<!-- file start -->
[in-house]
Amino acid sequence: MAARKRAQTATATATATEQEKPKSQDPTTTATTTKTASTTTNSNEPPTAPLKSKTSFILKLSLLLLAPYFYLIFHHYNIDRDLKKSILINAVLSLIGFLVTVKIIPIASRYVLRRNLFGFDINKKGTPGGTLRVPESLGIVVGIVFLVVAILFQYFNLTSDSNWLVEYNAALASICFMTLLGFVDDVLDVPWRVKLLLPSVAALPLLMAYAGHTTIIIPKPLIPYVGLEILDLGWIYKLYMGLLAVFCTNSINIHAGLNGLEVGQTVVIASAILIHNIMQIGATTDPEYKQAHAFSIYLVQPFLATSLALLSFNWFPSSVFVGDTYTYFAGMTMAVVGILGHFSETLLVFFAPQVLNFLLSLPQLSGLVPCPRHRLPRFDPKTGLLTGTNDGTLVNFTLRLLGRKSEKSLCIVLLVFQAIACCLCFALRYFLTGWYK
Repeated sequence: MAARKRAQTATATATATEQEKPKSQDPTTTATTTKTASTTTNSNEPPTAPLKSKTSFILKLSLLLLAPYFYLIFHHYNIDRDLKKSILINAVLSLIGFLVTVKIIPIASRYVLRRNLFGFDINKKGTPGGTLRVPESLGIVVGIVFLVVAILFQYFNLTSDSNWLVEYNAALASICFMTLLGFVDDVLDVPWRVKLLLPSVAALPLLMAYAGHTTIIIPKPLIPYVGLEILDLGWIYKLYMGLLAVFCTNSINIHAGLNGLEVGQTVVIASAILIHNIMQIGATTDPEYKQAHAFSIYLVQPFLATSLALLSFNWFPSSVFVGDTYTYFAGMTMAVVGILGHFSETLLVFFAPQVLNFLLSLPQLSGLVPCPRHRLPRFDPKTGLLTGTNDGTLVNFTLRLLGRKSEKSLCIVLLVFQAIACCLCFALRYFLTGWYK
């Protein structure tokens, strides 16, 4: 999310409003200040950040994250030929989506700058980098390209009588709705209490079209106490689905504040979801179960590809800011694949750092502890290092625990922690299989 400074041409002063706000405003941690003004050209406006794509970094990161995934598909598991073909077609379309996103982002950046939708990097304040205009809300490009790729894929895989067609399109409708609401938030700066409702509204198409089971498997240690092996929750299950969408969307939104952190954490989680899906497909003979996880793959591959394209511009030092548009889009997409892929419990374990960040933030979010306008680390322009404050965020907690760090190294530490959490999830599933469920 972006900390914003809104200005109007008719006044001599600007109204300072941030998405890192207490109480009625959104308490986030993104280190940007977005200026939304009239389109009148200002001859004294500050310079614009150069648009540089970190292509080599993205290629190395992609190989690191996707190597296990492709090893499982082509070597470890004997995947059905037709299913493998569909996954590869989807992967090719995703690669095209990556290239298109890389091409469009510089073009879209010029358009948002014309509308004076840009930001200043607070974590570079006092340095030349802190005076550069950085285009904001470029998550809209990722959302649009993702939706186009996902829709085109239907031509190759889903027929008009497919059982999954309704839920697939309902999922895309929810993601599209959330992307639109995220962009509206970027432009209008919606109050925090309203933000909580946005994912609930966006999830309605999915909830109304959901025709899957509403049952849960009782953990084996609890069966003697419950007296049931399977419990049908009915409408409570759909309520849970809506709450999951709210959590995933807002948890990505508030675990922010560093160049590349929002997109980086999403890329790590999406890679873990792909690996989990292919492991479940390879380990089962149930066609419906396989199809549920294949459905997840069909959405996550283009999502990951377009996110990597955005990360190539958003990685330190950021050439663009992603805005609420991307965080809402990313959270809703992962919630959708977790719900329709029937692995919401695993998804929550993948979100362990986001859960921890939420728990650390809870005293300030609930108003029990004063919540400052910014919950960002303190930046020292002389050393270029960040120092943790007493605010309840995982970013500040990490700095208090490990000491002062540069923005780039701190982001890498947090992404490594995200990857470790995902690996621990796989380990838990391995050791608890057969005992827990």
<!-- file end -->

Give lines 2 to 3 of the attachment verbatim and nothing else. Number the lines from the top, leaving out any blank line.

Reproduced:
Amino acid sequence: MAARKRAQTATATATATEQEKPKSQDPTTTATTTKTASTTTNSNEPPTAPLKSKTSFILKLSLLLLAPYFYLIFHHYNIDRDLKKSILINAVLSLIGFLVTVKIIPIASRYVLRRNLFGFDINKKGTPGGTLRVPESLGIVVGIVFLVVAILFQYFNLTSDSNWLVEYNAALASICFMTLLGFVDDVLDVPWRVKLLLPSVAALPLLMAYAGHTTIIIPKPLIPYVGLEILDLGWIYKLYMGLLAVFCTNSINIHAGLNGLEVGQTVVIASAILIHNIMQIGATTDPEYKQAHAFSIYLVQPFLATSLALLSFNWFPSSVFVGDTYTYFAGMTMAVVGILGHFSETLLVFFAPQVLNFLLSLPQLSGLVPCPRHRLPRFDPKTGLLTGTNDGTLVNFTLRLLGRKSEKSLCIVLLVFQAIACCLCFALRYFLTGWYK
Repeated sequence: MAARKRAQTATATATATEQEKPKSQDPTTTATTTKTASTTTNSNEPPTAPLKSKTSFILKLSLLLLAPYFYLIFHHYNIDRDLKKSILINAVLSLIGFLVTVKIIPIASRYVLRRNLFGFDINKKGTPGGTLRVPESLGIVVGIVFLVVAILFQYFNLTSDSNWLVEYNAALASICFMTLLGFVDDVLDVPWRVKLLLPSVAALPLLMAYAGHTTIIIPKPLIPYVGLEILDLGWIYKLYMGLLAVFCTNSINIHAGLNGLEVGQTVVIASAILIHNIMQIGATTDPEYKQAHAFSIYLVQPFLATSLALLSFNWFPSSVFVGDTYTYFAGMTMAVVGILGHFSETLLVFFAPQVLNFLLSLPQLSGLVPCPRHRLPRFDPKTGLLTGTNDGTLVNFTLRLLGRKSEKSLCIVLLVFQAIACCLCFALRYFLTGWYK